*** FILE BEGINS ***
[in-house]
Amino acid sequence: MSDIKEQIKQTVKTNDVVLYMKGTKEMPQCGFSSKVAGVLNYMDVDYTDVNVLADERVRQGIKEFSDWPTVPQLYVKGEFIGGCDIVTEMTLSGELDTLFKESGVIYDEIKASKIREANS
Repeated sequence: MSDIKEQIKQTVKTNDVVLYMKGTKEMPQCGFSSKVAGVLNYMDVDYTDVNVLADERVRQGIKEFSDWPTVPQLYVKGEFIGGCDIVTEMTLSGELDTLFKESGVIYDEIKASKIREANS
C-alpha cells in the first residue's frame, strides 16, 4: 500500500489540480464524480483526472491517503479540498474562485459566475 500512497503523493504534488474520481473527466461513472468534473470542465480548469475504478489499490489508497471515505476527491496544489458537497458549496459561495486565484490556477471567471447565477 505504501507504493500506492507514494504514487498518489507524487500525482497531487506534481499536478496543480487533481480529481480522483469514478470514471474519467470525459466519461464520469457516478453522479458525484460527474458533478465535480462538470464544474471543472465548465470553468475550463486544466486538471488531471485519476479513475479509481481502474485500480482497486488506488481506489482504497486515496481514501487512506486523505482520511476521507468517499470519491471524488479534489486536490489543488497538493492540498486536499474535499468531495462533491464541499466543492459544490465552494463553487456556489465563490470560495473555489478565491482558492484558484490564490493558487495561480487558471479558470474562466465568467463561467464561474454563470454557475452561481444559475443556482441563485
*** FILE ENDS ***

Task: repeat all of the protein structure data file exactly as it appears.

[in-house]
Amino acid sequence: MSDIKEQIKQTVKTNDVVLYMKGTKEMPQCGFSSKVAGVLNYMDVDYTDVNVLADERVRQGIKEFSDWPTVPQLYVKGEFIGGCDIVTEMTLSGELDTLFKESGVIYDEIKASKIREANS
Repeated sequence: MSDIKEQIKQTVKTNDVVLYMKGTKEMPQCGFSSKVAGVLNYMDVDYTDVNVLADERVRQGIKEFSDWPTVPQLYVKGEFIGGCDIVTEMTLSGELDTLFKESGVIYDEIKASKIREANS
C-alpha cells in the first residue's frame, strides 16, 4: 500500500489540480464524480483526472491517503479540498474562485459566475 500512497503523493504534488474520481473527466461513472468534473470542465480548469475504478489499490489508497471515505476527491496544489458537497458549496459561495486565484490556477471567471447565477 505504501507504493500506492507514494504514487498518489507524487500525482497531487506534481499536478496543480487533481480529481480522483469514478470514471474519467470525459466519461464520469457516478453522479458525484460527474458533478465535480462538470464544474471543472465548465470553468475550463486544466486538471488531471485519476479513475479509481481502474485500480482497486488506488481506489482504497486515496481514501487512506486523505482520511476521507468517499470519491471524488479534489486536490489543488497538493492540498486536499474535499468531495462533491464541499466543492459544490465552494463553487456556489465563490470560495473555489478565491482558492484558484490564490493558487495561480487558471479558470474562466465568467463561467464561474454563470454557475452561481444559475443556482441563485